Language (Sabda) occupied a central yet
often unacknowledged place in classical
Indian philosophical thought. Foundational
thinkers considered topics such as the nature
of language, its relationship to reality, the
nature and existence of linguistic units and
their capacity to convey meaning, and the
role of language in the interpretation of sacred
writings. The first reader on language in—and
the language of —classical Indian philosophy,
A Sabda Reader offers a comprehensive and
pedagogically valuable treatment of this topic
and its importance to Indian philosophical
A Sabda Reader brings together newly
translated passages by authors from a variety
of traditions—Brahmin, Buddhist, Jaina—
representing a number of schools of thought.
It illuminates issues such as how Brahmanical
thinkers understood the Veda and conceived of
Sanskrit; how Buddhist thinkers came to assign
importance to language's link to phenomenal
reality; how Jains saw language as strictly
material; the possibility of self-contradictory
sentences; and how words affect thought.
Throughout, the volume shows that linguistic
presuppositions and implicit notions about
language often play as significant a role as
explicit ideas and formal theories. Including
an introduction that places the texts and ideas
in their historical and cultural context, A
Sabda Reader sheds light on a crucial aspect
of classical Indian thought and in so doing
deepens our understanding of the philosophy
Johannes Bronkhorst is professor emeritus of Sanskrit and Indian studies at the University of Lausanne. He is the author of a number of books, including Buddhist Teaching in India (2009) and How the Brahmins Won: From Alexander to the Guptas (2016).
While I was preparing this book, it soon became clear that much of what should be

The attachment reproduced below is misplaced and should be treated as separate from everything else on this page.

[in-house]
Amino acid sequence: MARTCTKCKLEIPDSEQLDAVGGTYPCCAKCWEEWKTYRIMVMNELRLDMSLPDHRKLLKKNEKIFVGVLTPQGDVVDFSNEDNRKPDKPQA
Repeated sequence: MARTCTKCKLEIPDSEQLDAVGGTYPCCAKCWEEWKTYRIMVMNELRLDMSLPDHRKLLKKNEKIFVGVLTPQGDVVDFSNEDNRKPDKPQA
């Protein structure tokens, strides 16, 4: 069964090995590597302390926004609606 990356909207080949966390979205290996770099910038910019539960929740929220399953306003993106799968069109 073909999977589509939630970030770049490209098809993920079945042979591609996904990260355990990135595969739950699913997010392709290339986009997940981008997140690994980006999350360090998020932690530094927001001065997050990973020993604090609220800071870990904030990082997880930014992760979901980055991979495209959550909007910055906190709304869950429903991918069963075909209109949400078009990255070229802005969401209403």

covered by the subtitle Language in Classical Indian Thought does not easily lend itself
to presentation in the format of a reader. Too many topics in this area have been
understudied and are far from being correctly understood by modern scholarship.
The texts are often technical and obscure, and they frequently create more confusion than understanding at a first reading. Even longtime study does not always
guarantee a full grasp of these texts.
I try to resolve this difficulty in the following manner. A number of topics that
are crucial for an understanding of the historical role of language in Indian
thought can only be hinted at in this reader (mainly in the introduction). Some of
these have received fuller treatment in my book How the Brahmins Won (Brill 2016;
esp. §§ IIA.4, III.3-4). Readers who look for fuller documentation are advised to refer
to that publication.
In the present volume, the sections of the introduction (part I) correspond by
and large to the sections of the reader (part IN), in the sense that, for example, section I.1 and IL.1 deal, on the whole, with the same or similar topics. This correspondence is not, however, perfect. An example is section 1.3, which deals with the grammarian Patanjali, whereas section II.3 presents passages from both Patanjali's work and more recent texts that deal with the same or similar issues.
Readers may further keep in mind that in this volume I have tried to resist the temptation of cherrypicking, i-e., of choosing topics on the basis of their similarity to or relevance for modern language philosophy. On the contrary, I have tried to bring out the
importance that language has in Indian thought in many or most of its forms, irrespective of whether the Indian notions might or should interest a modern philosopher.
**Contents and Sample Pages**
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